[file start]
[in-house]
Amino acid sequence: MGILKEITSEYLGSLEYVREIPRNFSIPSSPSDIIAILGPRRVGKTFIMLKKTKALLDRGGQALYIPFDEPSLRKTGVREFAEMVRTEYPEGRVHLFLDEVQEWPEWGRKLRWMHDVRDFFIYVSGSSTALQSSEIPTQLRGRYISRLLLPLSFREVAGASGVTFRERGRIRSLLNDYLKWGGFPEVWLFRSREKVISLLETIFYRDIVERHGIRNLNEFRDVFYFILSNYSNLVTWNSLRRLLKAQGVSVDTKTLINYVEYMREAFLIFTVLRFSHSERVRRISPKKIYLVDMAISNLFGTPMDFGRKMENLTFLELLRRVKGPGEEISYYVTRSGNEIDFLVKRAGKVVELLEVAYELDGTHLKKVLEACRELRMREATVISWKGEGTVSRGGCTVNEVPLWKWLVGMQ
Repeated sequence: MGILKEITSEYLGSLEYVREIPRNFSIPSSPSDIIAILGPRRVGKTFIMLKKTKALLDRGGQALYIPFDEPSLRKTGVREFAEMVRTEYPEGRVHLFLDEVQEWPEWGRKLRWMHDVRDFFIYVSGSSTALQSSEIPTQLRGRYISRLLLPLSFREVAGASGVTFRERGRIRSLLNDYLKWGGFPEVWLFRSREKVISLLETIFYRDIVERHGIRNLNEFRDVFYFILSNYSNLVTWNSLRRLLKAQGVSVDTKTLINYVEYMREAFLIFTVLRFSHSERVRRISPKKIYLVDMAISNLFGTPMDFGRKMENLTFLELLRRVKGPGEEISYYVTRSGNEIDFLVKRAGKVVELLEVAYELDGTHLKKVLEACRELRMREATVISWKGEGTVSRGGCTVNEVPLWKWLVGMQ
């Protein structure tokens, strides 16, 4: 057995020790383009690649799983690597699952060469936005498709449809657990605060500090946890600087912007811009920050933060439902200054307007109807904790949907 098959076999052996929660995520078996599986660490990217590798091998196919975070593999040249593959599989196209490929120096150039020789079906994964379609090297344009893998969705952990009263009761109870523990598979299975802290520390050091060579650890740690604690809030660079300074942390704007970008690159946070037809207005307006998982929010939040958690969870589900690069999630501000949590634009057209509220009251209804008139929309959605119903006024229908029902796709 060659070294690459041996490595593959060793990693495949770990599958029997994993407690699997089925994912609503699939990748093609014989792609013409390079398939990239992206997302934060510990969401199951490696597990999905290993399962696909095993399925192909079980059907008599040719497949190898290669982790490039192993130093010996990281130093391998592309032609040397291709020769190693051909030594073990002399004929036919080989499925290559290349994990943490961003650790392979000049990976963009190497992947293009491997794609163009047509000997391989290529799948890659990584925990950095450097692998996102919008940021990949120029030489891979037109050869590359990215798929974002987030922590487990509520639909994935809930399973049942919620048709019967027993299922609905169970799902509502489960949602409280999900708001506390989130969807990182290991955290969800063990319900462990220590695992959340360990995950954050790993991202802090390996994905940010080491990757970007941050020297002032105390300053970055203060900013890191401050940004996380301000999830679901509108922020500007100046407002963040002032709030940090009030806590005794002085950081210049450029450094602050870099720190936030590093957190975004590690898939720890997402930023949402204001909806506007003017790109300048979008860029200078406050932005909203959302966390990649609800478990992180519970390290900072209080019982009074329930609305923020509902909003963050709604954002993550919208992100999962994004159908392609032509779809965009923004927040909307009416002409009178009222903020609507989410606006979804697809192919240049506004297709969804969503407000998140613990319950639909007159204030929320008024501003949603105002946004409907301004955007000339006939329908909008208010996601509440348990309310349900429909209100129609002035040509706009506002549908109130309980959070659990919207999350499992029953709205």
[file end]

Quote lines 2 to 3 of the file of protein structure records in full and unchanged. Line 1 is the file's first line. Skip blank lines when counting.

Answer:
Amino acid sequence: MGILKEITSEYLGSLEYVREIPRNFSIPSSPSDIIAILGPRRVGKTFIMLKKTKALLDRGGQALYIPFDEPSLRKTGVREFAEMVRTEYPEGRVHLFLDEVQEWPEWGRKLRWMHDVRDFFIYVSGSSTALQSSEIPTQLRGRYISRLLLPLSFREVAGASGVTFRERGRIRSLLNDYLKWGGFPEVWLFRSREKVISLLETIFYRDIVERHGIRNLNEFRDVFYFILSNYSNLVTWNSLRRLLKAQGVSVDTKTLINYVEYMREAFLIFTVLRFSHSERVRRISPKKIYLVDMAISNLFGTPMDFGRKMENLTFLELLRRVKGPGEEISYYVTRSGNEIDFLVKRAGKVVELLEVAYELDGTHLKKVLEACRELRMREATVISWKGEGTVSRGGCTVNEVPLWKWLVGMQ
Repeated sequence: MGILKEITSEYLGSLEYVREIPRNFSIPSSPSDIIAILGPRRVGKTFIMLKKTKALLDRGGQALYIPFDEPSLRKTGVREFAEMVRTEYPEGRVHLFLDEVQEWPEWGRKLRWMHDVRDFFIYVSGSSTALQSSEIPTQLRGRYISRLLLPLSFREVAGASGVTFRERGRIRSLLNDYLKWGGFPEVWLFRSREKVISLLETIFYRDIVERHGIRNLNEFRDVFYFILSNYSNLVTWNSLRRLLKAQGVSVDTKTLINYVEYMREAFLIFTVLRFSHSERVRRISPKKIYLVDMAISNLFGTPMDFGRKMENLTFLELLRRVKGPGEEISYYVTRSGNEIDFLVKRAGKVVELLEVAYELDGTHLKKVLEACRELRMREATVISWKGEGTVSRGGCTVNEVPLWKWLVGMQ